Random Reflections from a Coronavirus Funeral Journey
As many readers are aware, my mother, Jean Wolfgang, passed away on March 31, and was buried on April 7, in Indianapolis. This necessitated two Chicago-to-Indy trips for Bette and myself, and allowed for some reflection on many things. I’ll share a few impressions here.
Deserted streets. I-65 had far fewer cars than ever before (and plenty of electronic signage reminding us to stay home except for “necessary” trips). But it was well-populated with trucks, bringing us all the stuff we have ordered on Amazon or InstaCart. But the far northeast side of Indianapolis (I-465 & I-69, 86th & 82nd Streets, etc.) is normally a hive of activity and traffic jams, now almost completely deserted.
It is strangely disorienting to stay in a Hampton Inn which has only three other rooms occupied (and one staff person). When we checked in late at night on the first trip, we increased the hotel population by 50%. The second night was crowded: triple the occupants — 10 rooms occupied. Four of them were truckers (at least, there were four big rigs in the parking lot, refrigeration equipment humming).
But no breakfast area, not even coffee (by order of the Department of Health – understandably). The generous Christian who donated points to cover our stay during the funeral commented, “Coronavirus has turned Hampton into a Motel 6!” My response: Nope. Hampton, even on 4 cylinders, is much better!
Thus, I made numerous trips foraging for food, discovering that the only food establishments consistently open, from Chicago to Indianapolis, were McDonald’s, Chick-fil-A, and an occasional Steak&Shake.
We did find that the Longhorn my parents liked, on Washington Street, was open for carry-out. In normal times, we often eat at a Chicago-area Longhorn for Sunday dinner. So I was able to get our usual Sunday meal, on Tuesday: Bette’s favorite salad with pecans, strawberries, orange slices, and grapes, festooned with steak strips from the Flo’s filet we usually get – tender enough to cut with a plastic knife!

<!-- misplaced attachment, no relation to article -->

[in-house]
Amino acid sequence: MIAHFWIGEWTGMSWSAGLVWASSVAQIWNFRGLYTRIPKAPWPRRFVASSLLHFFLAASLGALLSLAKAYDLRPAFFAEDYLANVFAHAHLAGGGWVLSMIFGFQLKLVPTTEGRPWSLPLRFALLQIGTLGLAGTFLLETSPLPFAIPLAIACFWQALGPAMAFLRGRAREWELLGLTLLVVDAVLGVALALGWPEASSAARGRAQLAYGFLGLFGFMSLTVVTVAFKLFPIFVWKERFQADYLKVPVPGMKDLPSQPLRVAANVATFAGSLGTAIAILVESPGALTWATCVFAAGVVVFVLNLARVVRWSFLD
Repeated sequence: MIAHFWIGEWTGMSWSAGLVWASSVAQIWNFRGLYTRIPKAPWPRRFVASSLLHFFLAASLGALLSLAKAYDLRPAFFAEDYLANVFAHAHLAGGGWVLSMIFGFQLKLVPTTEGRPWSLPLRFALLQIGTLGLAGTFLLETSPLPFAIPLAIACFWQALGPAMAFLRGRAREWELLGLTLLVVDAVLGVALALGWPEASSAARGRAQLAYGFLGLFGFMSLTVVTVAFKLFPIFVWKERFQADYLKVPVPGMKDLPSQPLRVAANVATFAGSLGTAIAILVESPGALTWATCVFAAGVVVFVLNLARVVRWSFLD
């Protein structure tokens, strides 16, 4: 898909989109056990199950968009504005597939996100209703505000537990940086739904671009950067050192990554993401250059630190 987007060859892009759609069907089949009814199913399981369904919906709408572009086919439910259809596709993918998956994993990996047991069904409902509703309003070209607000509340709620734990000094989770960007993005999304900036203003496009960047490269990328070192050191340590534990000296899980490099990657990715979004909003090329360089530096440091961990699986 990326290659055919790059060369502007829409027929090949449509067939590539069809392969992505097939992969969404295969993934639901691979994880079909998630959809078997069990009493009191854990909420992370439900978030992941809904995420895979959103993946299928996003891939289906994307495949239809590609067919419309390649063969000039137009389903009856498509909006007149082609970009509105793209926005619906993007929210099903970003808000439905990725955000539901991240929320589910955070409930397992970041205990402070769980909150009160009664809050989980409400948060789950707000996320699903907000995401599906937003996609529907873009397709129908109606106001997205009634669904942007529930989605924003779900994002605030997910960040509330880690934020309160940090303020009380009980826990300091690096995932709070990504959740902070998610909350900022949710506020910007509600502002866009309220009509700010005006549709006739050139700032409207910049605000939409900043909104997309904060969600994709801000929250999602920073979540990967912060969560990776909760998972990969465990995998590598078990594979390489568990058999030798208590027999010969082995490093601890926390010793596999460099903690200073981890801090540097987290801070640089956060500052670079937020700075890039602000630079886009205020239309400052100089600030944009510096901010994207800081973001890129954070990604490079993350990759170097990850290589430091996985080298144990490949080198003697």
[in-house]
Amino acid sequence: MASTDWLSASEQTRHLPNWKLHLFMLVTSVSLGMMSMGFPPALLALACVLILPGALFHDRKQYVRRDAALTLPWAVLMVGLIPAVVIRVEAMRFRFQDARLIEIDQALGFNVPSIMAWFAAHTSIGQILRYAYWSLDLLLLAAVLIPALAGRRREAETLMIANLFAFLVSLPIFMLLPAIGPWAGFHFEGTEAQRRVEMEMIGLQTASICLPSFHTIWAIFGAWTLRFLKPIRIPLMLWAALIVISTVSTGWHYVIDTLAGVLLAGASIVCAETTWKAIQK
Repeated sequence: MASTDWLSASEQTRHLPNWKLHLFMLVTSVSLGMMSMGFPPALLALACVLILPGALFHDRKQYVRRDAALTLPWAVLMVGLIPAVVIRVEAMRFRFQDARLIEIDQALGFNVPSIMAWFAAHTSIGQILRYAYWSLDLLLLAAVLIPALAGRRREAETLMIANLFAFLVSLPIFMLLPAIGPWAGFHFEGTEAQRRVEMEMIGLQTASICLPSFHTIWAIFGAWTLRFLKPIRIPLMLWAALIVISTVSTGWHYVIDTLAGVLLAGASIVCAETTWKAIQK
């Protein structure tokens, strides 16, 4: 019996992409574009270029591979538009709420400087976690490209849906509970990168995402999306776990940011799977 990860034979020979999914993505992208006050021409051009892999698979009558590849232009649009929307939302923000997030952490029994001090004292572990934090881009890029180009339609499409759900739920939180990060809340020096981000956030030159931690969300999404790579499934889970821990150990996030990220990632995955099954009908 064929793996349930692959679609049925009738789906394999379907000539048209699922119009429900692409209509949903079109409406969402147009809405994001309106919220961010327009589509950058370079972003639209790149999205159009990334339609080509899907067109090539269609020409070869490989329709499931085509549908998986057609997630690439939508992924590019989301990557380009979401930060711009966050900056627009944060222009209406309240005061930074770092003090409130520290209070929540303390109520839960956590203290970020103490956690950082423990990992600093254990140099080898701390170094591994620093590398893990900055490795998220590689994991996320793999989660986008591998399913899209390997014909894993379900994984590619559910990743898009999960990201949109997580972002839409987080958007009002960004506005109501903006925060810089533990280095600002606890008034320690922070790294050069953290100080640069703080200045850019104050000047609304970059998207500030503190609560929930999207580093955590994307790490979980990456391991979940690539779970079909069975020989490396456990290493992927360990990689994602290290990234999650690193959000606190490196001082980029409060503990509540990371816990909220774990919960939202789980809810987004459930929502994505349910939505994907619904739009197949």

We knew already, but re-learned, that Chick-fil-A servers are waayy friendlier than McDonald’s. They have created a culture of pleasantness. Our oldest grand-daughter, Ada, served at the second-largest CFA in Atlanta before the crisis, enjoyed it, and wants to return. They look for conscientious, friendly young people, and teach them the trade. But we do still like McDonald’s coffee much better!
Each time we stopped at a Chick-fil-A, there were numerous happy, pleasant young people, seriously concentrated on fulfilling their assigned tasks, but often laughing and having a good time working with each other and their customers in very unusual circumstances. The lines were long, stretching around the building and into adjacent parking areas, but very well-signed and organized and moving expeditiously, bustling with order takers and food deliverers. “My pleasure” – even through a mask.
On the central purpose for our trip: It is beyond weird to try to organize a funeral during the “present distress.” Severely reduced audiences (more than 100 for Dad’s service only 5 years ago; 7 for Mom’s service – barely enough for pallbearers). Physical distancing. Virtual fist bumps can never replace a good hug. A video of a short graveside service may provide some measure of closure for some, but it leaves others simply wanting “more.”
And, yes, the funeral homes are busy, and using “extra refrigeration,” as one funeral director put it. (Read: refrigerated semi-tractor-trailers to store the bodies).
But in one way it provided a sense of relief. Not just that Mom’s suffering (and frustration at being unable to speak much since her February strokes) is over. But relief, in a sense, for us as well who have been separated from her by this virus — unable to visit, or even talk much since her hand strength was not sufficient to dial or even answer her phone.
Though she was thankfully not afflicted with the virus, in another sense she was essentially taken prisoner by it due to the restrictions it caused. We were basically incommunicado for the last few weeks of her life, dependent upon helpful staff and Hospice nurses to dial her phone for her so we could speak, or occasionally see each other via Skype – and praying that she understood why we could not visit. Blessings upon all who cared for her during this time!
The last thing we saw, leaving the assisted living center after collecting her few earthly possessions, was a young couple, sitting in lawn chairs close to a window of a room in the nursing-home wing, separated but only inches apart from a loved one on the other side of the pane. For many, the struggle continues. May God have mercy!
And, finally and overwhelmingly, tremendous gratitude for the gift of a mother’s love, tendered by a Godly, diligent, intelligent, witty, and spiritual woman, and matched by her love for my father. May she rest in peace, and rise in glory!
P.S. Yes, a Memorial/Celebration of Life service is planned, TBA, at a future date when travel and other restrictions are lifted.